Yellowstone is the USA’s oldest national park and is a wonderland of unique geology and wildlife. At this UNESCO World Heritage Site and Biosphere Reserve, you’ll be amazed by the world’s largest collection of geysers and hydrothermal features, including hot springs, boiling mud pots and steaming fumaroles. Look for herds of bison roaming free alongside the park’s main roads.

Planning tip: Vacationing here during early fall avoids some of the biggest crowds, but be prepared for freezing overnight temperatures and, possibly, snowfall.

6. Kilauea Volcano, Hawaii

On Hawaiʻi, the Big Island, Kilauea Volcano has been oozing red-hot lava since 1983, making this one of the world’s longest continuous volcano eruptions. Nowhere else in the country can you see geological forces birthing new land like here at Hawaiʻi Volcanoes National Park, a UNESCO World Heritage site. According to Hawaiian tradition, the fiery lava lake in Halemaʻumaʻu Carter is the home of Pele, goddess of fire and volcanoes.

Planning tip: Check the park website for eruption updates and current lava viewing conditions.

A vast snow-topped mountain towers over a landscape
Denali is North America’s highest mountain peak © Philip Kuntz / 500px

7. Denali National Park, Alaska

In the indigenous Koyukon Athabaskan language, it means “the high one,” which is fitting because Denali is North America’s highest peak (20,310ft). Prominently poised above the surrounding wilderness, it’s in fact taller than Everest when measured from its base. Climbers first reached the south summit in 1913, a feat now attempted by more than a thousand people every year.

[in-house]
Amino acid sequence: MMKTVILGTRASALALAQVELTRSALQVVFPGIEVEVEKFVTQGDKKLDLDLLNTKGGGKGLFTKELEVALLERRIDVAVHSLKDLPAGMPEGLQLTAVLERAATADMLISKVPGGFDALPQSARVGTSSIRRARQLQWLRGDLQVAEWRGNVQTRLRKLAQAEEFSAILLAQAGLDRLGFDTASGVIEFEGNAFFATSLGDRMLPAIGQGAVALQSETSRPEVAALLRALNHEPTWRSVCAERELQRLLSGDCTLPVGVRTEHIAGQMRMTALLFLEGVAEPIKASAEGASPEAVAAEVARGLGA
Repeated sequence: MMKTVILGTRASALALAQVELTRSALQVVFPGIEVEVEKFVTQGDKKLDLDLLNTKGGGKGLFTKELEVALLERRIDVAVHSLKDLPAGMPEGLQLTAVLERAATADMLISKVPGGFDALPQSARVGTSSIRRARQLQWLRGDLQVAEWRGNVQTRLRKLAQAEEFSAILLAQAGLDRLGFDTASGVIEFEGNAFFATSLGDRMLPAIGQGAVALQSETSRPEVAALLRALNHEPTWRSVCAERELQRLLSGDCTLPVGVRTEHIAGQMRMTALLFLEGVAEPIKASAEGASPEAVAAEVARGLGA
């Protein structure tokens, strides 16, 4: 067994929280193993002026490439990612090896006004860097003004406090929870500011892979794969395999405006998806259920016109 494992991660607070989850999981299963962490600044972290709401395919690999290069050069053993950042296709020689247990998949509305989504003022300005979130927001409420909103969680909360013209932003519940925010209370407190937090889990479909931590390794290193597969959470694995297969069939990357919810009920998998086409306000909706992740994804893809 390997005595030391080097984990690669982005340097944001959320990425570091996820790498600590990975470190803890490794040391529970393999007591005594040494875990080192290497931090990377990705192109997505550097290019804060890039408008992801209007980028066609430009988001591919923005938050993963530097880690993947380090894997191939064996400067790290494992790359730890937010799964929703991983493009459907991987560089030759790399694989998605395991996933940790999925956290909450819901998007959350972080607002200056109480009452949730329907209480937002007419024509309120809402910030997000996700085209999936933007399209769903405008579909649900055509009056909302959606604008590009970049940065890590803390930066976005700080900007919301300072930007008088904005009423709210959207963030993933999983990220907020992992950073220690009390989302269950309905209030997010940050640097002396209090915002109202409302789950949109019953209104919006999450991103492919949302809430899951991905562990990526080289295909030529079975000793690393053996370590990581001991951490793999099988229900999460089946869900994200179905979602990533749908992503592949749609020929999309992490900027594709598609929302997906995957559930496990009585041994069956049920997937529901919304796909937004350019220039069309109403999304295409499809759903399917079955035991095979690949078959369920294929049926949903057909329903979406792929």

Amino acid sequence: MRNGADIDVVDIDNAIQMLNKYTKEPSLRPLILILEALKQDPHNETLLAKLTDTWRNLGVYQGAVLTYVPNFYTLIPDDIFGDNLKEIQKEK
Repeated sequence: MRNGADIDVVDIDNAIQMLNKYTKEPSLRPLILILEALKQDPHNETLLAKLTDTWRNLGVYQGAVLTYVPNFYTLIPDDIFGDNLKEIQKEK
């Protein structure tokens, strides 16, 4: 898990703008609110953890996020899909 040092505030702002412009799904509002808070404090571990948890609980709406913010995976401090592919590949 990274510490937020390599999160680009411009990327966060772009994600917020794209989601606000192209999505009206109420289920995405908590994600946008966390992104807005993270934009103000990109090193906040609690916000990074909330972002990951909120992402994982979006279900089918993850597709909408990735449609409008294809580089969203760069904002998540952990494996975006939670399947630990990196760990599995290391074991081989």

Planning tip: Flightseeing tours depart from Healy to the northeast of the park, and Talkeetna, a railroad town about 150 miles south of Denali National Park.

8. Mammoth Cave, Kentucky

In America’s heartland, aptly named Mammoth Cave is the world’s longest cave system. Almost 400 miles of underground passageways have been explored (so far, that is) inside this limestone karst cave labyrinth sculpted by subterranean rivers. See oddly shaped stalactites, stalagmites and other impressive speleothems (cave formations) on a lantern-lit cave tour.

Planning tip: Bring a sweater or a jacket – temperatures inside the cave average 54°F (12°C).

Huge red-colored stacked rocks and outcrops in a desert
The stunning Monument Valley is a Navajo tribal park © francesco ricca iacomino / Getty Images

9. Monument Valley, Arizona

Chances are that those epic landscapes you’ve seen in classic Hollywood Westerns were shot in Monument Valley, where startling sandstone buttes rise up to 1000ft above the sandy desert floor. Today, the valley is a Navajo tribal park. For a grand sense of perspective, sign up for a guided horseback tour.

Planning tip: The Navajo Nation is on Mountain Standard Time (MST), but unlike neighboring Arizona, it observes Daylight Saving Time (DST).

10. Acadia National Park, Maine

On the wind-blown, tide-splashed Atlantic coast, Acadia is a maritime treasure. Don’t miss hiking Cadillac Mountain (1530ft), the tallest peak on the Atlantic seaboard. Climb to the summit for sunrise, and you can claim to be one of the first people in the USA to see the sunrise that day. For equally stunning panoramas, show up for golden leaf peeping in autumn.

Planning tip: Rent bicycles in Bar Harbor, or bring your own bicycles to explore the park car-free.

This article was first published Jun 14, 2019 and updated Jul 6, 2024.